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Transgender Students Protest Deadnaming At University of Illinois Graduation.

Protestors gather outside the Alma Mater statue on campus Saturday afternoon to protest the deadnaming of university graduates in 2021.

URBANA – Donned in a blue and orange cap and gown, Cyrus Arnieri had prepared for his graduation ceremony at the University of Illinois longer than most.

As a transgender student, Arnieri says he had been corresponding with the University for months to ensure his preferred name was called at the ceremony. 

Despite legally changing his name in April, Arnieri says his deadname was announced. 

“My deadname rang in my ears,” Arnieri said. “My moment was ruined.”

‘Deadnaming’ is the use of a transgender or non-binary person’s birth name instead of their preferred name.

Protestors stand in solidarity with transgender and non-binary university students who protested for better treatment Saturday afternoon on campus. Farrah Anderson/Illinois Newsroom

Arnieri was allowed to walk again the next day using his preferred name. But, he says the university needs to value the preferred names of future graduates. 

In order to advocate for future transgender and non-binary students, Arnieri organized a protest held Saturday to demand better treatment from the university– something he says is long overdue. 

“I refuse to see another trans student have one of their proudest accomplishments turned to dust,” Arnieri said. “I refuse for this university to continue to ignore and disrespect its transgender and queer student body.”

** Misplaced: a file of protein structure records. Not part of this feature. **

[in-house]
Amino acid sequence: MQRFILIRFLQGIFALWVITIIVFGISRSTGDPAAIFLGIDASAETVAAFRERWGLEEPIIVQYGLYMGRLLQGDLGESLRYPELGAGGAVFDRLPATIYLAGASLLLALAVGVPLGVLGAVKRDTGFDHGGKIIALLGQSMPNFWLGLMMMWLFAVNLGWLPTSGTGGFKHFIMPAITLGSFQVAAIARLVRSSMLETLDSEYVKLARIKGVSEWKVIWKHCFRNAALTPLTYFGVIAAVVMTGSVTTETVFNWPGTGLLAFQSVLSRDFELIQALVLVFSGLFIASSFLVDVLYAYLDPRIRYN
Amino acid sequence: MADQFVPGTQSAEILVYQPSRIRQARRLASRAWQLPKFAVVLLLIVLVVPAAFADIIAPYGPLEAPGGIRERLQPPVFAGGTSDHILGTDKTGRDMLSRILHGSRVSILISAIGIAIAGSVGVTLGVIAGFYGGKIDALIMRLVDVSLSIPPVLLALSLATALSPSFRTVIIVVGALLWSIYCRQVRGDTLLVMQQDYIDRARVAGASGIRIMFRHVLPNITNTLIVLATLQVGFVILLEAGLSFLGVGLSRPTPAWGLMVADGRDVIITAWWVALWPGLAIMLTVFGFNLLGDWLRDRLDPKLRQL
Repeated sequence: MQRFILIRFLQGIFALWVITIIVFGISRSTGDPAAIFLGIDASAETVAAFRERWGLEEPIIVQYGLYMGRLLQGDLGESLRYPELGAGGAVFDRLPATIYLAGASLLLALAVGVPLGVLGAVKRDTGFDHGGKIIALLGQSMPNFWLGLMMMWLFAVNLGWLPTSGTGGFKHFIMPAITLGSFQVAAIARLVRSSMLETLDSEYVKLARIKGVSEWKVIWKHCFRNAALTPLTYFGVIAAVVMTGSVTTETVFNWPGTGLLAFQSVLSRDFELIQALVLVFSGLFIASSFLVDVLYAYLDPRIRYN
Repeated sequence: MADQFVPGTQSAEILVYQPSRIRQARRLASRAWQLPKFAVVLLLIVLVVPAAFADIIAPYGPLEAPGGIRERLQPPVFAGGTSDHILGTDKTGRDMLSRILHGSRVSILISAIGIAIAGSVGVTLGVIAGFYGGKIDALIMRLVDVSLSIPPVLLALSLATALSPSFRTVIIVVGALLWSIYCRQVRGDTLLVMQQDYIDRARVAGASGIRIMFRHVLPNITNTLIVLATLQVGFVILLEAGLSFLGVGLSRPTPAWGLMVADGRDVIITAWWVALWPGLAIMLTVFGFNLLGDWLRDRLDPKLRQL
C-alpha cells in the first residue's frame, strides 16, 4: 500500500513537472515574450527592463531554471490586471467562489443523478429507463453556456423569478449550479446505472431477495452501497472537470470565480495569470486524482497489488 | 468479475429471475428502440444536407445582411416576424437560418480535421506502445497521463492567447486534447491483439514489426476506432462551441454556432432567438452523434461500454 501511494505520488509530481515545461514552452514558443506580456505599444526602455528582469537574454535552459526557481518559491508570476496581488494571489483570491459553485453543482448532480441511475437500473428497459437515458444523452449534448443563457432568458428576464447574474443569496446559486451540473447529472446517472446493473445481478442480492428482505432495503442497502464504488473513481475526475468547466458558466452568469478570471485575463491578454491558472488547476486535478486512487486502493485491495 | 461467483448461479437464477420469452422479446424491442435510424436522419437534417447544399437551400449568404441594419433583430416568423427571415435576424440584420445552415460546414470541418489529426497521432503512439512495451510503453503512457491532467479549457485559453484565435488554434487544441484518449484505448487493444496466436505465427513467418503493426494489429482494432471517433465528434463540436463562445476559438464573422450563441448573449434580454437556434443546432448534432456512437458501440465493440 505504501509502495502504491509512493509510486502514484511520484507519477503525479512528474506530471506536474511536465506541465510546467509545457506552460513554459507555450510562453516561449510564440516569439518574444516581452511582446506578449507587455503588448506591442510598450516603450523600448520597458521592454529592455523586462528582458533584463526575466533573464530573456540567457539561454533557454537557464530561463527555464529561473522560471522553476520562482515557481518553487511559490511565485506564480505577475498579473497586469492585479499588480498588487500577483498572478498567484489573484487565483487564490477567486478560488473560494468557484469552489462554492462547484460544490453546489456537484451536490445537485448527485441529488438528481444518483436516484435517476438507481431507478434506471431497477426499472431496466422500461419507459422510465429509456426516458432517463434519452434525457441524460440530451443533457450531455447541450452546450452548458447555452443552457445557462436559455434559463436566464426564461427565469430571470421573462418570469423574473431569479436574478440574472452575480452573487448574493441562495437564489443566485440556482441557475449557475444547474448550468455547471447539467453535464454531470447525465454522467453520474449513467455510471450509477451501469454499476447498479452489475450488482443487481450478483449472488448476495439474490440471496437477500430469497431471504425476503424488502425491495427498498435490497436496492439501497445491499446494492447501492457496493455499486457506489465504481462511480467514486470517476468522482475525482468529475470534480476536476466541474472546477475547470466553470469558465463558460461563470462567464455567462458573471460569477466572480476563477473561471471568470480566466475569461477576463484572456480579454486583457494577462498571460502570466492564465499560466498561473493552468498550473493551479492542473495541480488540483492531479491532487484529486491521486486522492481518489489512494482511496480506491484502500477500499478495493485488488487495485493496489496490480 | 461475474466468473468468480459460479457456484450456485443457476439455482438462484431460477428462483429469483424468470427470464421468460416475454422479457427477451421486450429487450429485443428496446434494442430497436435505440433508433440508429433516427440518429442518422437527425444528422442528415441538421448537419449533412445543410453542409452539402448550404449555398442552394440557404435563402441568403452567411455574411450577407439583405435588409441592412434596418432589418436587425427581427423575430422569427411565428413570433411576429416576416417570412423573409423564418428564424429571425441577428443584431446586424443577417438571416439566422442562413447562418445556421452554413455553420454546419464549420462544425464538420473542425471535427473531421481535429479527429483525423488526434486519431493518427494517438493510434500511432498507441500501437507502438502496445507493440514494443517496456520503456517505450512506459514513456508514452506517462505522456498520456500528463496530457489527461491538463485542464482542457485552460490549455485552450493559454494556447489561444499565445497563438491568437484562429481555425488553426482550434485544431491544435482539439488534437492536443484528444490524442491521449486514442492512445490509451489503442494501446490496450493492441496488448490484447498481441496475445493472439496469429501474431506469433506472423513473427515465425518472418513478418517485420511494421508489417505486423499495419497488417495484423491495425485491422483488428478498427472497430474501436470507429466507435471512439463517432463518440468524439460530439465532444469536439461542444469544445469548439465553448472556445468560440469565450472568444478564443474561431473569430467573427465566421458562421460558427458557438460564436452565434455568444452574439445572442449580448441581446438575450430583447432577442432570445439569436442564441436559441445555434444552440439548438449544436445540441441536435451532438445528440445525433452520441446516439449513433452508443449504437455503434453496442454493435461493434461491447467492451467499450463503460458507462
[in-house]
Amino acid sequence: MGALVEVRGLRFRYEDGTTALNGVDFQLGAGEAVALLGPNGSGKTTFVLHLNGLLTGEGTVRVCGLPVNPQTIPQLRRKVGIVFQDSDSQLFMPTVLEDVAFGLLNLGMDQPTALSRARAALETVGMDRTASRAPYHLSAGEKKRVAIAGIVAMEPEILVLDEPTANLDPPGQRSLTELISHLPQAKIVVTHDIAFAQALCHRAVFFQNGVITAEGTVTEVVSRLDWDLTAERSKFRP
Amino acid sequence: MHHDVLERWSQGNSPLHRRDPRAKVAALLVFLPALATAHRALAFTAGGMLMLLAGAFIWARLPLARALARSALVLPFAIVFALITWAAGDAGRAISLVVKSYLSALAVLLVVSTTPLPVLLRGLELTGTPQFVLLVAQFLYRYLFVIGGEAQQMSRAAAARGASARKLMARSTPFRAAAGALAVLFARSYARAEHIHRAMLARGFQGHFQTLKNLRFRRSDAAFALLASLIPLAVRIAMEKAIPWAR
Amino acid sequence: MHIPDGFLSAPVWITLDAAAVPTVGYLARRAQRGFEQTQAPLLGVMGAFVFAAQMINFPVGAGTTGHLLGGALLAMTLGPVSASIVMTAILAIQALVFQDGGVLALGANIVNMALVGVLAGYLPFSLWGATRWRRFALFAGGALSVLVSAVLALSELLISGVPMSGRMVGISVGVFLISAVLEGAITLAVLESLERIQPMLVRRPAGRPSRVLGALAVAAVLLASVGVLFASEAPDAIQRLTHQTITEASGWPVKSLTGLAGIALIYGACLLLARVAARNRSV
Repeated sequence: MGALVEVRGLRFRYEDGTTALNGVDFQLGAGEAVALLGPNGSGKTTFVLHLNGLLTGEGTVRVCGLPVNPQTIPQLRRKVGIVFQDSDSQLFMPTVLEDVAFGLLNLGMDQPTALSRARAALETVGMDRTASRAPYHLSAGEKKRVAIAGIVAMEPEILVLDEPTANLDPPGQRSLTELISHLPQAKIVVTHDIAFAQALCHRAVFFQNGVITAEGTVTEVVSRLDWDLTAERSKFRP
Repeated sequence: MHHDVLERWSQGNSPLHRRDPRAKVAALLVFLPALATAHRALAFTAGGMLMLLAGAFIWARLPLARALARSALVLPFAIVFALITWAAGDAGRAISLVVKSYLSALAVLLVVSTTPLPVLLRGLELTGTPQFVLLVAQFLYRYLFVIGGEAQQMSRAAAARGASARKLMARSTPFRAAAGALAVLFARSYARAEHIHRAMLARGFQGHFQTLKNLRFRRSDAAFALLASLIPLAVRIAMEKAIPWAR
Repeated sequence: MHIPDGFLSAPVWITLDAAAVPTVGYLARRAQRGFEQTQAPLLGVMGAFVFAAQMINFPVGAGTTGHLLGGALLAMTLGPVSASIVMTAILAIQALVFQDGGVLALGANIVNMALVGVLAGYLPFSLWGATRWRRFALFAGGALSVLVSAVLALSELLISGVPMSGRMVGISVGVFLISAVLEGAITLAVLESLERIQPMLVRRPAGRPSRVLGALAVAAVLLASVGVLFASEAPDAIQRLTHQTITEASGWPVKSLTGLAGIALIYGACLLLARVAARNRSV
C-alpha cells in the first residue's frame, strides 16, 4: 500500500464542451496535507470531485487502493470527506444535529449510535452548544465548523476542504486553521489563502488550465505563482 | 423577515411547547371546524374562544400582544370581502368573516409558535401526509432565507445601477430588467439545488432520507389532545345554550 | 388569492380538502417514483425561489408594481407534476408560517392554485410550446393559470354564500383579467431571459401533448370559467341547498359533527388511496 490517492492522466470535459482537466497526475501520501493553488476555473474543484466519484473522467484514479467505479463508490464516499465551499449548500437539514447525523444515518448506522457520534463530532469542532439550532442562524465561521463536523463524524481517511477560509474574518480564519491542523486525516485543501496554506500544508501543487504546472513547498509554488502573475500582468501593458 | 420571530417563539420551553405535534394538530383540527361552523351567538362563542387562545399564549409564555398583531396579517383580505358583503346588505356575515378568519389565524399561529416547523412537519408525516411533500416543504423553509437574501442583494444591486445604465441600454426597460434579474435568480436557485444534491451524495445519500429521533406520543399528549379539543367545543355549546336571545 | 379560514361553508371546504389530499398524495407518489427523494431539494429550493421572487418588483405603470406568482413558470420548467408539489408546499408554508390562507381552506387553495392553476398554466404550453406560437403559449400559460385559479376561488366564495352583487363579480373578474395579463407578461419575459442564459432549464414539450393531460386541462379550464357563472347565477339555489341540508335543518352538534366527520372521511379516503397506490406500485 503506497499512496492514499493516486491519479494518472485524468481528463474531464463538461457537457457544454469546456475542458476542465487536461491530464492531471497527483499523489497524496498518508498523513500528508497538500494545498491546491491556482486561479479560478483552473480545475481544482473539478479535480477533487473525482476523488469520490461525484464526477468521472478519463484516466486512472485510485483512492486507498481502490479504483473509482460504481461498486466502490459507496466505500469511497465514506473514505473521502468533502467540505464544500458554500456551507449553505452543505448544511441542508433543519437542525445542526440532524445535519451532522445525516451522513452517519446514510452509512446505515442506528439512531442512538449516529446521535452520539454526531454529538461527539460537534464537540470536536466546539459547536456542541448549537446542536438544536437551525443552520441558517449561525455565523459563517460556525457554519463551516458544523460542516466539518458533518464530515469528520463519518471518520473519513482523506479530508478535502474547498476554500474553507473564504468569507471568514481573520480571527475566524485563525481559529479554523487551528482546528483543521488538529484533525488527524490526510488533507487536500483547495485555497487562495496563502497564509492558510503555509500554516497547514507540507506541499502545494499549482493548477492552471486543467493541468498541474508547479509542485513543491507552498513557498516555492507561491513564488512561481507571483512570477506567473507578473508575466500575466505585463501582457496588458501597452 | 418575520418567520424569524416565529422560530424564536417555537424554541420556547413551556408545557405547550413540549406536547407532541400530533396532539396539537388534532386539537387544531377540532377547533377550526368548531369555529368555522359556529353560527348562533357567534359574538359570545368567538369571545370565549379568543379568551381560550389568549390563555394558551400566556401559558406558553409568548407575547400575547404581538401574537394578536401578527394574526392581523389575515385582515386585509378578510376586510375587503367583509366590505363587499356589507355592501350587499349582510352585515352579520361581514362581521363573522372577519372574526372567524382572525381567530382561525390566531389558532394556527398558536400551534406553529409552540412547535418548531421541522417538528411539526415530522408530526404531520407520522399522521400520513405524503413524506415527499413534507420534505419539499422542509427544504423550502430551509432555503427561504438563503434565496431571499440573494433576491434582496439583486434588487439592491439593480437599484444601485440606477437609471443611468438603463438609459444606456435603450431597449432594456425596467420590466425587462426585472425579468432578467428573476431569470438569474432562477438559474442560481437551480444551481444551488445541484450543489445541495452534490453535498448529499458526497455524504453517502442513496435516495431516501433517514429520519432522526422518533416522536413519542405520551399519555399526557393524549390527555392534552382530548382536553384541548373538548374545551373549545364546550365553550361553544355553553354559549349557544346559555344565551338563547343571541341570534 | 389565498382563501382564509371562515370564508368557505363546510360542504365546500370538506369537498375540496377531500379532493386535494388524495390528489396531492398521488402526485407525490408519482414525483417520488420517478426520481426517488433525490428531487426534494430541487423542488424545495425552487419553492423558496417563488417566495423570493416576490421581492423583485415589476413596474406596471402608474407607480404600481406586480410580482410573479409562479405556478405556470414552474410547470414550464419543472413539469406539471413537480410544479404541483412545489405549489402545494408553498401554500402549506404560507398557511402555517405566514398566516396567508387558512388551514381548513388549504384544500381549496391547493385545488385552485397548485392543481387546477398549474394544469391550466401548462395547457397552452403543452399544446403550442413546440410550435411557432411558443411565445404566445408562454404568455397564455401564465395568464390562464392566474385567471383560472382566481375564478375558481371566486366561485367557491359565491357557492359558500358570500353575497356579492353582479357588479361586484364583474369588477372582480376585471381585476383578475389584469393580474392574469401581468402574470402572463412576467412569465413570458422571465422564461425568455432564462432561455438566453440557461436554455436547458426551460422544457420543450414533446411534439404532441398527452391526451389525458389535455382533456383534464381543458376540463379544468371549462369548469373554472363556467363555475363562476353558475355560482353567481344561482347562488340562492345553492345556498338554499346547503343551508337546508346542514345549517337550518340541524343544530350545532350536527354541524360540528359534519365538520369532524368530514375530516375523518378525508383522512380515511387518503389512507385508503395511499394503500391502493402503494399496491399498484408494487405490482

The protest was co-organized by Linds Flood, a non-binary student at the university. 

Flood says they had issues all year getting their preferred name to show up on Zoom. 

Because of this, Flood says they had to go to many classes with their deadname on the screen. 

“Why do I have to sit here and deal with this when I’m just trying to learn?” Flood said. “It’s just such a small thing to do.” 

University spokesperson Robin Kaler said via email that some students did not have the opportunity to provide their preferred names so they could be used at the ceremonies. 

Kaler said there will be a greater effort to use preferred names for future graduates.

“We value every student, and we will continue to improve our systems so we demonstrate to each graduate how much we value them,” Kaler said.

As a rising senior, Flood says they hope the university will take steps to ensure transgender and non-binary students like them won’t have the same problem at their graduation ceremony. 

“This is just one more thing to tack on to the list of neverending inconveniences,” Flood said. “I just want people to be able to be happy and accepted.”


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